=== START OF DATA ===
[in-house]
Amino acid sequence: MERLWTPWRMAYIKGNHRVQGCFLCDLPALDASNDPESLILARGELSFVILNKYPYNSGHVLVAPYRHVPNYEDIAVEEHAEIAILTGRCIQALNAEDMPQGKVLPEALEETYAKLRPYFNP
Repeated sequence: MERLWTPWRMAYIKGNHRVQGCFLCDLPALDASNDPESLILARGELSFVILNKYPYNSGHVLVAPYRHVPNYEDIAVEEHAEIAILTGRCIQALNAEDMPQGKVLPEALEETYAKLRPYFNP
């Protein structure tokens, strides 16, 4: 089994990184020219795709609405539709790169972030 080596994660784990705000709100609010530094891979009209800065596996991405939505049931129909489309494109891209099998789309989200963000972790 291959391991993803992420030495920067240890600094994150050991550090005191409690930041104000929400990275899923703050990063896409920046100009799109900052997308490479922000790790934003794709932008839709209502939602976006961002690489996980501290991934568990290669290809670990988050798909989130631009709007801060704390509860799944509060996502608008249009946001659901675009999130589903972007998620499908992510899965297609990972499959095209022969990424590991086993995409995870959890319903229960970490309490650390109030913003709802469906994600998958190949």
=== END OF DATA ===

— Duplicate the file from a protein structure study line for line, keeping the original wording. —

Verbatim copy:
[in-house]
Amino acid sequence: MERLWTPWRMAYIKGNHRVQGCFLCDLPALDASNDPESLILARGELSFVILNKYPYNSGHVLVAPYRHVPNYEDIAVEEHAEIAILTGRCIQALNAEDMPQGKVLPEALEETYAKLRPYFNP
Repeated sequence: MERLWTPWRMAYIKGNHRVQGCFLCDLPALDASNDPESLILARGELSFVILNKYPYNSGHVLVAPYRHVPNYEDIAVEEHAEIAILTGRCIQALNAEDMPQGKVLPEALEETYAKLRPYFNP
């Protein structure tokens, strides 16, 4: 089994990184020219795709609405539709790169972030 080596994660784990705000709100609010530094891979009209800065596996991405939505049931129909489309494109891209099998789309989200963000972790 291959391991993803992420030495920067240890600094994150050991550090005191409690930041104000929400990275899923703050990063896409920046100009799109900052997308490479922000790790934003794709932008839709209502939602976006961002690489996980501290991934568990290669290809670990988050798909989130631009709007801060704390509860799944509060996502608008249009946001659901675009999130589903972007998620499908992510899965297609990972499959095209022969990424590991086993995409995870959890319903229960970490309490650390109030913003709802469906994600998958190949």